Every one of the movies has been converted to DTS-HD Master Audio 6.1 surround sound, and the change counts for everything. The score and sound effects were always an integral part of the Star Wars experience, and the effect here is nothing short of superb. Every flaw a thirty-year old movie could be expected to have has been erased, leaving the sound crisp and better than many theatrical releases. Spanish, French, and Portuguese dubs are included, as well as optional subtitles.

Special Features:

We'll just start this off by saying the complete saga comes with not one, not two, but THREE disks of special features. The first disk is dedicated to episodes I-III, the second to IV-VI, and the third is literally everything else they could think of cramming into the set. And it is organized so beautifully that every hour you spend filtering through the special features will immerse you in the Star Wars universe seamlessly.***

First off, before we even get to those glorious Bonus Disks, let me just say that every film comes with two different audio commentaries: one identical to the 2004 DVD release (featuring Lucas and his close crew), and one using clips from collected archival interviews with the cast and crew. That may seem a bit Frankenstein's monster, but the effect is actually very well edited. Even if the material has been heard before, it lines up with the action on the screen and the actors' experiences with filming those particular moments.***

Now we'll take a look at the archive disks. As said before, these two are divided by trilogy, and then broken down by location within the Star Wars universe. So you can pop in a disk and look at everything pertaining to, say, Tatooine. You'll get concept art, 360-degree views of costumes and props, and cast and crew interviews. The organization here is at a level most studios don't bother to give to special feature disks, and those small details are surprisingly noticeable. Deleted scenes from both trilogies are also on these disks, all different lengths and in different stages of production. There's an incredibly interesting cut of the Cantina scene where the actors can be heard conversing beneath their costumes. We see Han shoot first (you know, like he's supposed to). In another scene, it is even revealed that there are females in the original universe other than slave girls, Leia, and that chick in "Return of the Jedi" (these ladies are x-wing pilots, so...GIRL POWER!). ***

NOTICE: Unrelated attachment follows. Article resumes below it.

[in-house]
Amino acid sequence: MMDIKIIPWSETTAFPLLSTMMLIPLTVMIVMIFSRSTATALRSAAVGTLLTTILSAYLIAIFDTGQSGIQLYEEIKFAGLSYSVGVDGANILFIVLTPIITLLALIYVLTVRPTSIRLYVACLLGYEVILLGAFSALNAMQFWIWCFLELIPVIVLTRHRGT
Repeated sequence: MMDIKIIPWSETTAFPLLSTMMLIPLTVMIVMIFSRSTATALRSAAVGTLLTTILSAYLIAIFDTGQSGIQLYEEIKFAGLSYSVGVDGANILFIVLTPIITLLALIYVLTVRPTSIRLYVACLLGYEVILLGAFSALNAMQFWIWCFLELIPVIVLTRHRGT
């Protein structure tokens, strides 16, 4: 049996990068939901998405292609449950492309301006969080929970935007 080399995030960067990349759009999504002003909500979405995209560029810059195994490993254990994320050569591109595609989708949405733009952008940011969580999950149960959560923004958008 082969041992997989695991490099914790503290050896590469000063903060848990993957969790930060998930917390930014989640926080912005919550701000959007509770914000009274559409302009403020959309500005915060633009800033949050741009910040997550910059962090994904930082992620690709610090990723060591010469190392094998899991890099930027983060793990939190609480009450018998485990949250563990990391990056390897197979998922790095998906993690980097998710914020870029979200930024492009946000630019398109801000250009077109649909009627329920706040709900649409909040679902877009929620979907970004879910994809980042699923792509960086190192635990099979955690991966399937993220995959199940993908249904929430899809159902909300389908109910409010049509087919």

Then there's the third disk, packed full of documentaries. Almost all of them have been released before on tv and in different editions of the films, but this is the first time they've all appeared in the same edition. There's one produced in 2010, "A Conversation with the Masters" (25 min), which had previously been seen only at the Star Wars Celebration. Other included documentaries are "The Making of Star Wars (1977: 49 min), "Classic Creatures: Return of the Jedi" (1983; 48 min), and "Star Wars Tech" (46 min), which examines the science of the Star Wars universe. There's a look at what Star Wars fans have done for charity in "Star Warriors," and the development of CGI effects in the prequels in the 26-minute "Anatomy of a Dewback." And, poking fun at itself as all great cultural icons do, the goofball fans will be delighted to watch 90 minutes of collected skits in "Star Wars Spoofs," which takes clips from Saturday Night life, Robot Chicken, Family Guy, and Spaceballs, to name a few. ***

Final Words:

Hours of special features, movies you love, beautiful visual and audio updates. Why are you still here? Go get this. Now.